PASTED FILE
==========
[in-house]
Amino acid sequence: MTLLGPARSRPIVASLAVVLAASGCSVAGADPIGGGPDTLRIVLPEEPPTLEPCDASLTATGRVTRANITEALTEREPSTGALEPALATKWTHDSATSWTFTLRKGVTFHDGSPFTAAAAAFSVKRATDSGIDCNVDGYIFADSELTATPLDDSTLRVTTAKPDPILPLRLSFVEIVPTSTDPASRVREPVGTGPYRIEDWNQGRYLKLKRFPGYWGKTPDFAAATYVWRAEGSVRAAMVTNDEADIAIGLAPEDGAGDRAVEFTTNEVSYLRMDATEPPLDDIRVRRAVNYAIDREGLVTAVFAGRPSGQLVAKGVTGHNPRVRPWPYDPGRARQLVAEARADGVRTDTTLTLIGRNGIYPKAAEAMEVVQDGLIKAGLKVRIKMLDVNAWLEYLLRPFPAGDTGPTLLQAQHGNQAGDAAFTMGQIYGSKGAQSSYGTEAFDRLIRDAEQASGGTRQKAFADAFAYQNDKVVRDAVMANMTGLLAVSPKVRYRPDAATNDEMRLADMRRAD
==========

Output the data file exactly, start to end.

[in-house]
Amino acid sequence: MTLLGPARSRPIVASLAVVLAASGCSVAGADPIGGGPDTLRIVLPEEPPTLEPCDASLTATGRVTRANITEALTEREPSTGALEPALATKWTHDSATSWTFTLRKGVTFHDGSPFTAAAAAFSVKRATDSGIDCNVDGYIFADSELTATPLDDSTLRVTTAKPDPILPLRLSFVEIVPTSTDPASRVREPVGTGPYRIEDWNQGRYLKLKRFPGYWGKTPDFAAATYVWRAEGSVRAAMVTNDEADIAIGLAPEDGAGDRAVEFTTNEVSYLRMDATEPPLDDIRVRRAVNYAIDREGLVTAVFAGRPSGQLVAKGVTGHNPRVRPWPYDPGRARQLVAEARADGVRTDTTLTLIGRNGIYPKAAEAMEVVQDGLIKAGLKVRIKMLDVNAWLEYLLRPFPAGDTGPTLLQAQHGNQAGDAAFTMGQIYGSKGAQSSYGTEAFDRLIRDAEQASGGTRQKAFADAFAYQNDKVVRDAVMANMTGLLAVSPKVRYRPDAATNDEMRLADMRRAD